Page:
Sub-theme 24: Exaptation: Creativity, Innovation and New Product-Market Creation

Gino Cattani
Stern School of Business, New York University, USA
Pierpaolo Andriani
Euromed School of Management, France

Call for Papers

"This process in which one sort of work leads to another must have happened millions of time since the whole history of human economic development" (Jacobs, 1969: 53).

Exaptation (sometimes referred to as pre-adaptation) is one of the most important and yet little studied evolutionary mechanisms in the history of species, ecosystems and technologies. Gould and Vrba (1982: 6) refer to it as "? characters, evolved for other usages (or for no function at all), and later 'coopted' for their current role". They make a distinction between adaptation, a gradual process driven by natural selection (akin to climbing a peak in a fitness landscape), and exaptation, a sudden functional change of a biological trait or technology in the absence of selective pressure.

Exaptation appears to be ubiquitous. Nearly all biological traits and many commercial products developed for particular markets and functions, began life as something different (Kauffman, 2000; Dew, Sarasvathy et al., 2004): feathers were most likely selected for thermal insulation, microwave ovens started life as radar magnetrons. As a consequence, this concept has seeped into several disciplines: in evolutionary biology, for example, the new field of niche construction (Odling-Smee, Laland et al., 2003) posits that new ecological niches start with an exaptation and (Mokyr, 1998) stresses the role of exaptation in technological change.

The main purpose of the track is to solicit contributions from researchers with diverse backgrounds and engage them in an interdisciplinary discussion on the theoretical and empirical implications of studying exaptation. The track thus constitutes a unique avenue for enhancing our understanding of exaptation not only within the context of management, but also of other social sciences (e.g., economics, sociology, public-policy, etc.).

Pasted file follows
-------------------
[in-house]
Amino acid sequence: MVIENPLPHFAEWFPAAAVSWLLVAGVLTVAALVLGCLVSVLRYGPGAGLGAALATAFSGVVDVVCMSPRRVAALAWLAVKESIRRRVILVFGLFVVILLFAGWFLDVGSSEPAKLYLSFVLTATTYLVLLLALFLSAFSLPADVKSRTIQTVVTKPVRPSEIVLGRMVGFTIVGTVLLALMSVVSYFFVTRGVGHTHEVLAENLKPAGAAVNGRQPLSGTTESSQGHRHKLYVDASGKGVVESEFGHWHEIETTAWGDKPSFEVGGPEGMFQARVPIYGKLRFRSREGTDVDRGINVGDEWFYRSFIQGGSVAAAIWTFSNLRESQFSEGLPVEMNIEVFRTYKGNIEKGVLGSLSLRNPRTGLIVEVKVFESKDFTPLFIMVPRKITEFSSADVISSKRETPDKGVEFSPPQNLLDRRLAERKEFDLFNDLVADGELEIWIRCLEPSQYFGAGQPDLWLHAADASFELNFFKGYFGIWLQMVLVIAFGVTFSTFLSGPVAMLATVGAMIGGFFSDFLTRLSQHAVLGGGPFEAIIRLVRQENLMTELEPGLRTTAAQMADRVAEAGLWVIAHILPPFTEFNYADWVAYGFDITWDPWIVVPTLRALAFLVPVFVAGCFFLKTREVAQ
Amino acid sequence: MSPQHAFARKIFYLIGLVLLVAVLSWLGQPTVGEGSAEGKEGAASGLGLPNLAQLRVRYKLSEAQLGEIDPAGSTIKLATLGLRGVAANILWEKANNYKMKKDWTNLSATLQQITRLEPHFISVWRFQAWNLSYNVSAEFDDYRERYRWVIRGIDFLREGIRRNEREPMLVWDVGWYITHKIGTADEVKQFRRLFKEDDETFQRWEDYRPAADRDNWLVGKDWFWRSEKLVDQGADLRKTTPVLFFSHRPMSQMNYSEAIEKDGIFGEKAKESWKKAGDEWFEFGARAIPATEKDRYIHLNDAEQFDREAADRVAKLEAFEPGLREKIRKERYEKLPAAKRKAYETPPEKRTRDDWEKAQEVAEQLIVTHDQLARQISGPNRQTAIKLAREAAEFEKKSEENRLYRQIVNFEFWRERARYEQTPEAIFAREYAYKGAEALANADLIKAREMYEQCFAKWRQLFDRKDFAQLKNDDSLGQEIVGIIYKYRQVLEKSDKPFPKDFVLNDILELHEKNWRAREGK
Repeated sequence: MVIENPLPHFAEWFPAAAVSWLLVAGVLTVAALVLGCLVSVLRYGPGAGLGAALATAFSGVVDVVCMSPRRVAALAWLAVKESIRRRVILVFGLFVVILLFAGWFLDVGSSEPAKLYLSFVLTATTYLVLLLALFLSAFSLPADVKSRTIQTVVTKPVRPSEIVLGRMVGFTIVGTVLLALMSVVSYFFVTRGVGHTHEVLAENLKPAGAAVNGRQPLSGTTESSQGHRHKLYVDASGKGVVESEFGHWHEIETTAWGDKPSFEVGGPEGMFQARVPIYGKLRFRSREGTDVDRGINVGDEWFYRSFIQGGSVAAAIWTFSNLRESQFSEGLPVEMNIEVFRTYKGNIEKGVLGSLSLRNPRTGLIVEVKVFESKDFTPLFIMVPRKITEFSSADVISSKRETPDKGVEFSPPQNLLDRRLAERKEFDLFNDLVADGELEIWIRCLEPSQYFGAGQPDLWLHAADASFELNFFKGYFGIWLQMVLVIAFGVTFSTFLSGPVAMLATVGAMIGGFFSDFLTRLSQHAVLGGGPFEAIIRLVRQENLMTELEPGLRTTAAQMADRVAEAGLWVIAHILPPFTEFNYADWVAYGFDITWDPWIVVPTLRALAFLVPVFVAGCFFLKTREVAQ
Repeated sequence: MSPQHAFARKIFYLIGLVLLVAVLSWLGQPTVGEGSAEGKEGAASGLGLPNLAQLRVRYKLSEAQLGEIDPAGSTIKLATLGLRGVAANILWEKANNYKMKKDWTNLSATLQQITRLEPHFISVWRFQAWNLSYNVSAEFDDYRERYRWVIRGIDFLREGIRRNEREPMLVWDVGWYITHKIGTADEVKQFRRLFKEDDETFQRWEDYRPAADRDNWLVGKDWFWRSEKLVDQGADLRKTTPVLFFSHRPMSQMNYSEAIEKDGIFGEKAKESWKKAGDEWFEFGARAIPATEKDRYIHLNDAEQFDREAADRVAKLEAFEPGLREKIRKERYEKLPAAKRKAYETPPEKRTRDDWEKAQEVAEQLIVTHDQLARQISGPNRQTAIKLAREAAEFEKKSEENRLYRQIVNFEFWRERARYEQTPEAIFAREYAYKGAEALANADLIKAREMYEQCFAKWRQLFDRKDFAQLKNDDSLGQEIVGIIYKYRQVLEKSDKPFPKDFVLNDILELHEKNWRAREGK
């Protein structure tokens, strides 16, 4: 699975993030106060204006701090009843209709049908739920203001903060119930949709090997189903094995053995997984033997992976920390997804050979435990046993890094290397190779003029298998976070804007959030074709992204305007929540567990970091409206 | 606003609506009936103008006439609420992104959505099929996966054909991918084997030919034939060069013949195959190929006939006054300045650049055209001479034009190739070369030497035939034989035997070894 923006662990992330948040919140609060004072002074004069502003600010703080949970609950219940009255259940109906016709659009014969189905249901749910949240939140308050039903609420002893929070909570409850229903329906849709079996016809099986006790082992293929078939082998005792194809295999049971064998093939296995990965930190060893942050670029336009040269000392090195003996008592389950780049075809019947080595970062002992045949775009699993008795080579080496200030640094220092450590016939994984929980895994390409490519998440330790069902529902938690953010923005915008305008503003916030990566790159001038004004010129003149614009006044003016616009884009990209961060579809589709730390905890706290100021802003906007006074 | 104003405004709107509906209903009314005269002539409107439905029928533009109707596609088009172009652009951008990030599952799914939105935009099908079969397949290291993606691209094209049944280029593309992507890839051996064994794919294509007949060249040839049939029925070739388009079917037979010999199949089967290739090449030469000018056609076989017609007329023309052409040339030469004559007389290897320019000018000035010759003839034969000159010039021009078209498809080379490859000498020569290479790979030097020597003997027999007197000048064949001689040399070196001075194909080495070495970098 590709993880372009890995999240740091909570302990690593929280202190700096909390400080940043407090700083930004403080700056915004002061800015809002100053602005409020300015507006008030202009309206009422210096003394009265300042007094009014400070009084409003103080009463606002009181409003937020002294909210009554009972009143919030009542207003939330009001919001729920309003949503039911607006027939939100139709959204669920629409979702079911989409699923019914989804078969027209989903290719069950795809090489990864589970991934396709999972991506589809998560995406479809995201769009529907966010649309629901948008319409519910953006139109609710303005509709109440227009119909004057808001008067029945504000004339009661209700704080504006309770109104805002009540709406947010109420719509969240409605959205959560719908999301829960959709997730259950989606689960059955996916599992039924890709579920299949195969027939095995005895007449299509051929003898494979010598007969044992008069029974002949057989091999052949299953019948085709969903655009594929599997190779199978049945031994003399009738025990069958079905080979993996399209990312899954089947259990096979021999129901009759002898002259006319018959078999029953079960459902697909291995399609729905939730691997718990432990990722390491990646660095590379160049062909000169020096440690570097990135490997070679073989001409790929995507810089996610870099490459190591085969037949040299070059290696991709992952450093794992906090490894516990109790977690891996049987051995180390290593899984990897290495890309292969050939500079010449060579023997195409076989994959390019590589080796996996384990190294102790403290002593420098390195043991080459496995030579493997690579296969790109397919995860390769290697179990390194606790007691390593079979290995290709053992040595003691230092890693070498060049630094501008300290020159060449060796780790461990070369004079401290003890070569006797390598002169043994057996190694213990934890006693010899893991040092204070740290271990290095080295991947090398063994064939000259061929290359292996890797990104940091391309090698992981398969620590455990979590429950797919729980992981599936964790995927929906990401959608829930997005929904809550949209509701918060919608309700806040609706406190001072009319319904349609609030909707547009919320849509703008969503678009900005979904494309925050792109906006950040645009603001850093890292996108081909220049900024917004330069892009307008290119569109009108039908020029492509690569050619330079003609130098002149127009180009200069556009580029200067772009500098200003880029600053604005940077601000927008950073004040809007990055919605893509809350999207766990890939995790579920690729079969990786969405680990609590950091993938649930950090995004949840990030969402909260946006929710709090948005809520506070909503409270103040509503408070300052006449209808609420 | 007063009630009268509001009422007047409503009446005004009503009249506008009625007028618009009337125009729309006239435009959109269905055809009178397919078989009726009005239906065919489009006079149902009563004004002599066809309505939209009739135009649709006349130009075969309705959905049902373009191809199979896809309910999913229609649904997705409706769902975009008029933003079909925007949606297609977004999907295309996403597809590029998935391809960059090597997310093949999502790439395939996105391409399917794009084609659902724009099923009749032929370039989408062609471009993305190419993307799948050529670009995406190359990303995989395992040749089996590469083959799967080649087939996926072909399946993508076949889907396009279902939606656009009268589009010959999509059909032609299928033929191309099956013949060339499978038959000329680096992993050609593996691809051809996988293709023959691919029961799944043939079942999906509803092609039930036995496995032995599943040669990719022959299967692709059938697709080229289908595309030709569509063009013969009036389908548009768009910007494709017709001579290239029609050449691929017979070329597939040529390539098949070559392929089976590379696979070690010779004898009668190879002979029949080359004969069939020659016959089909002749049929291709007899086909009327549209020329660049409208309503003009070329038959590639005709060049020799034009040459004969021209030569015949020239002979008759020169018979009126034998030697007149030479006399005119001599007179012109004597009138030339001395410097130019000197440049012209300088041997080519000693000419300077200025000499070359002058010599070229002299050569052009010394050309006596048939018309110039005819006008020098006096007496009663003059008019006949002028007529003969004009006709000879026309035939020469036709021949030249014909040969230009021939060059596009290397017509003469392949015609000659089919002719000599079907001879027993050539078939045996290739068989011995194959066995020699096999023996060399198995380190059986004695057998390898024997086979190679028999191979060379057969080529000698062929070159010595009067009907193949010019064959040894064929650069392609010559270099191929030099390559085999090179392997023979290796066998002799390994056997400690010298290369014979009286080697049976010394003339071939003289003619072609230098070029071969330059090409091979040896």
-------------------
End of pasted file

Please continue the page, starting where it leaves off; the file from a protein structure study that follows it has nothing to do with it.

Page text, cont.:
We invite theoretical, methodological and empirical contributions that:

  • Expound on the conditions fostering the emergence of new niches/markets by bridging approaches from Evolutionary Biology, Evolutionary Economics, Complexity Theory and Management. We believe that by discovering novel associations between a function and a pre-existing technology, an exaptation event can be critical for the creation of a new niche with the potential to evolve into a new innovation space and a new technological trajectory.
  • Probe more deeply the relationship between innovation and serendipity by bridging studies on Innovation, Sociology and Business History. We believe that their integration can help better understand the environmental conditions in which exaptation events are more likely to occur and thereby enhance innovation. What are the features of these environments? Can we apply this understanding to R&D or Industrial policy?